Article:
It’s Good Friday, and in this coronavirus time, we’re not gathering in our churches for the Stations of the Cross or for the services we’re used to. We’re not venerating the Cross or singing the solemn songs together. It may be harder for Christians to enter into the Story than it’s been in Holy Weeks past, but then again, maybe it’s not as hard as you might think.
Are you finding yourself breathless at how things can change so quickly? One minute everything is going great, on course and according to plan and then the next: chaos, darkness and fear? Are you questioning much of what you thought you knew? The early disciples felt that same way for sure, when their friend was one day welcomed as a king and then tried and tortured the next.
Are you profoundly disappointed and angry with some of your leaders, both in the government and the church? Does it seem like maybe they’re in it for themselves, manipulating the crowds and grabbing power when they should be about the welfare of the people? Does it feel like the system is just not working well, or justly, and you can’t count on the people who are in charge to do the right thing? Does it all seem upside-down, unfair, and out of control? Do you wish you could wipe the slate clean and start again but have no idea how to even begin?
Are you terrified? Do you want more than anything to run away from the current reality? Do you not know what to believe and have no idea what will happen next? Do you wish you could help in what seems like a truly helpless situation, but find your fear blocking your action? Are you ashamed at your behavior in a crisis, how you’ve fallen short when it really counted and wish you could do something different?
Are you trying hard to hold onto your faith even when everything around you looks dark? Do you feel profoundly misunderstood in how you are reacting to the current crisis?
Are you balancing out two very different narratives of one big reality, weighing what is true and agonizing over a decision only you can make?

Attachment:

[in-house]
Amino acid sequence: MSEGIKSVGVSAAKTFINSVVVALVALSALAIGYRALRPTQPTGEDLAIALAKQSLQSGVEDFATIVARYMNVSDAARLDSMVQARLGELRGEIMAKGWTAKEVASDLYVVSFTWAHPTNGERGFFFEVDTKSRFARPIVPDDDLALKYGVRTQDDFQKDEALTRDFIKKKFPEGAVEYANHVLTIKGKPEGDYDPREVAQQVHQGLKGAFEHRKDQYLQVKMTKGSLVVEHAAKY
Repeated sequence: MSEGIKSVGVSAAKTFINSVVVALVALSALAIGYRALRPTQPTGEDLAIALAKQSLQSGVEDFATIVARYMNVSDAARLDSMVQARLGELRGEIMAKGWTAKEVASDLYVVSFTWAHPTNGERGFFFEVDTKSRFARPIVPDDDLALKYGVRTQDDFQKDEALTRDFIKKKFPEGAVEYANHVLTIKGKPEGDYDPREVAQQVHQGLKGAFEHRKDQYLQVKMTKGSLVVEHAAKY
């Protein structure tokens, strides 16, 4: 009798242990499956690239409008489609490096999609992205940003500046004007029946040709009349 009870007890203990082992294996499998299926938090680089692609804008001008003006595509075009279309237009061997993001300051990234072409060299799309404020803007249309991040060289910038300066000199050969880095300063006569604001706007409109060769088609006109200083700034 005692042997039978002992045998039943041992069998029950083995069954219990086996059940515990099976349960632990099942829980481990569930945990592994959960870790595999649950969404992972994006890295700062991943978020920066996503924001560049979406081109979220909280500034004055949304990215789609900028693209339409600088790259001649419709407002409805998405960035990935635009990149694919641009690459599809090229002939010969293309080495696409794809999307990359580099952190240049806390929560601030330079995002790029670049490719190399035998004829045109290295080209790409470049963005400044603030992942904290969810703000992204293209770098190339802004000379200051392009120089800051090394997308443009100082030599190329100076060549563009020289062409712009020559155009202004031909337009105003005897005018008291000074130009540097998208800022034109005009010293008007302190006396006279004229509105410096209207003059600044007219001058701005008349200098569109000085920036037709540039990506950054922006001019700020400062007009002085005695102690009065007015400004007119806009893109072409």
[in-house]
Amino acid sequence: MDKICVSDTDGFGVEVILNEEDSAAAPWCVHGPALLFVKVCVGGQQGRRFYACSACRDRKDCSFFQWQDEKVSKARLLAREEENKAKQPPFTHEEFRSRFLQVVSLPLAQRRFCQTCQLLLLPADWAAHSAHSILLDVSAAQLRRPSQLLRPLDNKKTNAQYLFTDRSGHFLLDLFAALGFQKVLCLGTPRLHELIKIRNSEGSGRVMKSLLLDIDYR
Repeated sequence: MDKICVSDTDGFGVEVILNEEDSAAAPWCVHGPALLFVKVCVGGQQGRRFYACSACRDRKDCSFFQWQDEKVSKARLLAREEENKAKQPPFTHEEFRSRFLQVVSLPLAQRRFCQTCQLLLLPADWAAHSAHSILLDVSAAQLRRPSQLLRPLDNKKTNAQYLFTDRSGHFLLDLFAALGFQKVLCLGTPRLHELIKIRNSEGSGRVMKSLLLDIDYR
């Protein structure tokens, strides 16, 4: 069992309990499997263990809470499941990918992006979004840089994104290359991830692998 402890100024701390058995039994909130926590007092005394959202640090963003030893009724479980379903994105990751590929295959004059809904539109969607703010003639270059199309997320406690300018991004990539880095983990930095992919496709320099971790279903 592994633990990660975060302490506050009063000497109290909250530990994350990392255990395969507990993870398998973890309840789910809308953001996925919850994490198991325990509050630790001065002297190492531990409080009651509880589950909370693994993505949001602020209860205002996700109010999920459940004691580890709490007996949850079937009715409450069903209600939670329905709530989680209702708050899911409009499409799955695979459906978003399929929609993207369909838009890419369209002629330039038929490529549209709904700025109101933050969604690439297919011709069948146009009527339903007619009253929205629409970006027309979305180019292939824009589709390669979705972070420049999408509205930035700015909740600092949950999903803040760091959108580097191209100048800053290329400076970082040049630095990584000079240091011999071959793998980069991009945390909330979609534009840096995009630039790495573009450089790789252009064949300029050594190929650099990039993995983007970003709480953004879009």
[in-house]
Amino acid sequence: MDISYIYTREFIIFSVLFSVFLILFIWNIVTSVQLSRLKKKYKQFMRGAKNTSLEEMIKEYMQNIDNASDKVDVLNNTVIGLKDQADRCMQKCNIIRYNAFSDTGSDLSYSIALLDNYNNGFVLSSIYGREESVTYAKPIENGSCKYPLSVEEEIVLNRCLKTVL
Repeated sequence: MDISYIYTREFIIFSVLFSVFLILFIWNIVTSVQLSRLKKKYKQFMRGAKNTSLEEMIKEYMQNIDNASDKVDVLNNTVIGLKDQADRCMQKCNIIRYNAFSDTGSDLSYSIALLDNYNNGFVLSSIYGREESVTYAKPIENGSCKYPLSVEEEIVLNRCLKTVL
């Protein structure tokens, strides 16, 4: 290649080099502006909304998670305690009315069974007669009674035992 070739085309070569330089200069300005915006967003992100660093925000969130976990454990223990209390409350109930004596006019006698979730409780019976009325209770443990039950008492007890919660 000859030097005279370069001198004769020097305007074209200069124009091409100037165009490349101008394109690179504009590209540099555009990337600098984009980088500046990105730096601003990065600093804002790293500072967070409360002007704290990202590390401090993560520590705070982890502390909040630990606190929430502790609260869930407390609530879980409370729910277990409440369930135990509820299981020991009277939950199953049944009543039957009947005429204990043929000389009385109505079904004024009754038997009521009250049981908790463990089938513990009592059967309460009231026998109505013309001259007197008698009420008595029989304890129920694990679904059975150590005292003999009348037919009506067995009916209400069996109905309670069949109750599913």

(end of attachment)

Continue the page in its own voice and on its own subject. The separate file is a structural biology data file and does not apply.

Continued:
Are you watching someone you love suffer as you’re unable to get to them or even touch them? Are you holding their gaze with your eyes over a distance and praying that that limited connection will be enough for now? Are you desperately worried about this dear one and wish you could take on their suffering, but know it’s a road they must walk alone?
Are you looking at how this situation is moving and shifting with every hour, and want to end up on a winning side? Are you, for every logical reason there can be, making sure you have enough in a time of scarcity and opportunism?
Would you much rather stay out of the whole thing for all the right reasons, but you’ve been pressed into service anyway, carrying a load that is much heavier than you can handle but trying to do your best with it, step by step?
Simon of Cyrene.
Are you astounded at how some people are just carrying on as usual when this big thing is happening which has completely changed life as you knew it?
And oh, I hope this isn’t so, but are you alone, struggling for breath, with your choices evaporating? Does faith feel like a battle you’re fighting minute by minute? Are you deciding to forgive others and trust God, as though these are literally the only things that still matter?
Is the nature and dignity of burial something that newly concerns you?
Joseph of Arimathea.
Are you stuck in a place with a small group of people, afraid, with the doors closed to outsiders? Do you know this is all much more than you can handle by yourself, and desperately need rescue, direction, and help? Do you have a feeling nothing will ever be the same after this? Do you worry about what life will look like tomorrow?
The Disciples in the Upper Room.
There is a timeless reality in the human condition and sometimes we can see it, our daily lives echoing history and finding that very little changes after all. We might find ourselves as a blend of these Biblical characters tonight, in our reaction and response to our current trial. And it might change hour by hour, with the news and our own circumstance. But as it does, maybe we can find more clarity and more presence with the Story as it becomes our story. Maybe in these strange days, we’ll find ourselves open to the possibility of a miracle for the first time in our lives, because we see now how little control we’ve had all along. We have finally come close to the end of ourselves, and with open eyes, we see our need, and all the things we can’t accomplish on our own.
Maybe this year, we’re really ready for Resurrection.
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